Fuel Personal Growth by Deliberately Seeking Discomfort

A study at the famous Second City improv club in Chicago shows the benefits of purposely aiming for discomfort

Emily Willingham
Published in
3 min readMar 30, 2022


A white man with a beard wearing a white collared shirt, red scarf, and dark pants stands on a stage backlit by alternating blue and red lights in an otherwise dark room. He has his arms slightly outstretched. The dark silhouettes of a few people in the audience can be seen.
Photo by Michel Grolet on Unsplash

When it comes to building athletic strength and resilience, a well-known phrase captures the process: “no pain, no gain.” That rhyming philosophy may apply to mental growth as much as muscle growth, according to research involving one of the world’s most famous comedy clubs, Second City in Chicago.

Yes, that Second City.

In this case, researchers conducted a study with cooperation from Second City improv instructors, who ran classes by giving one of two possible sets of instructions to students. One consisted of the usual directions for an improv class, presumably involving something along the lines of “yes … and.” The other instruction that some classes received was that the students should try to aim for feeling “awkward and uncomfortable” during the improv exercises.

If you’ve ever seen the best comedians doing their work, you can see them in real time making themselves — and you — as uncomfortable as possible, pushing the limits of awkwardness and embarrassment, and we can’t stop laughing until we’re crying.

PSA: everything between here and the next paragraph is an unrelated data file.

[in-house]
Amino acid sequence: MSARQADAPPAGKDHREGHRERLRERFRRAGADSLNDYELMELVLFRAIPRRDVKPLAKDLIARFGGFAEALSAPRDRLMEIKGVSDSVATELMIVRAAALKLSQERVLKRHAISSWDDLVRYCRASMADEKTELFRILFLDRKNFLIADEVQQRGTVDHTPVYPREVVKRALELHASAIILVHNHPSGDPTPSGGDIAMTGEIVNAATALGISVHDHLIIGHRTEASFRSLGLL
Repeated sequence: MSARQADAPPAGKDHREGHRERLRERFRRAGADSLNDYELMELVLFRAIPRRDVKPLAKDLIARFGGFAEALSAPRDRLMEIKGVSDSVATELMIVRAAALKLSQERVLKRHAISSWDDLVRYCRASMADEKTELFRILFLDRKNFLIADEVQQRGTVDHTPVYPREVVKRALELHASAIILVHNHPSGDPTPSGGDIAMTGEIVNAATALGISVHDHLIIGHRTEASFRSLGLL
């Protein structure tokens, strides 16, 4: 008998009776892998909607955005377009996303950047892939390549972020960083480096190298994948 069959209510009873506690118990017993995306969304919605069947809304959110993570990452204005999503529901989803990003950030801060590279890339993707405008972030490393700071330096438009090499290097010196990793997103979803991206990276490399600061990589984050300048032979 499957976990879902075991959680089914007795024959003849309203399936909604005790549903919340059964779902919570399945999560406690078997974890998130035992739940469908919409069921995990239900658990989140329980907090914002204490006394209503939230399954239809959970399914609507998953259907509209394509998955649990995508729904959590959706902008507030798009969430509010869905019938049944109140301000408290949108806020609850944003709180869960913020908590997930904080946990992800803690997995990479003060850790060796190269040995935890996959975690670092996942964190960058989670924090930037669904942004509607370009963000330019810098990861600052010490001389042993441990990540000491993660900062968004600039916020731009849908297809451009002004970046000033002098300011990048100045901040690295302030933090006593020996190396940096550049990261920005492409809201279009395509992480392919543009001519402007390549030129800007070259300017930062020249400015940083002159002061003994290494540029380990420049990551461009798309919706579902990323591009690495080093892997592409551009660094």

The researchers in this case used improv to examine outcomes when people deliberately seek out discomfort, face it, and deal with it, even if it means a few tears.

The result was that students instructed to seek discomfort did so by being more persistent and taking more risks than their regular improv peers. As a result, the discomfort-seekers showed better progress in improv and absorbed more about the craft. In other words, they experienced more personal growth.

A set of four other experiments outside the improv setting suggested similar benefits, including feelings of coping better with things that made participants uncomfortable. When they engaged in discussions that involved unwelcome news or information, those who deliberately sought discomfort felt they made better progress than those whose assigned aim was “to learn.”

It’s possibly evident to most of us, at least intellectually, that if we don’t take risks, we don’t have the chance to feel discomfort and…



Emily Willingham
Writer for

Journalist, author, Texan, biologist. I write All About Us (we=us), All About Adolescence (our longest growth stage), & All About Aging (we’re all doing it).

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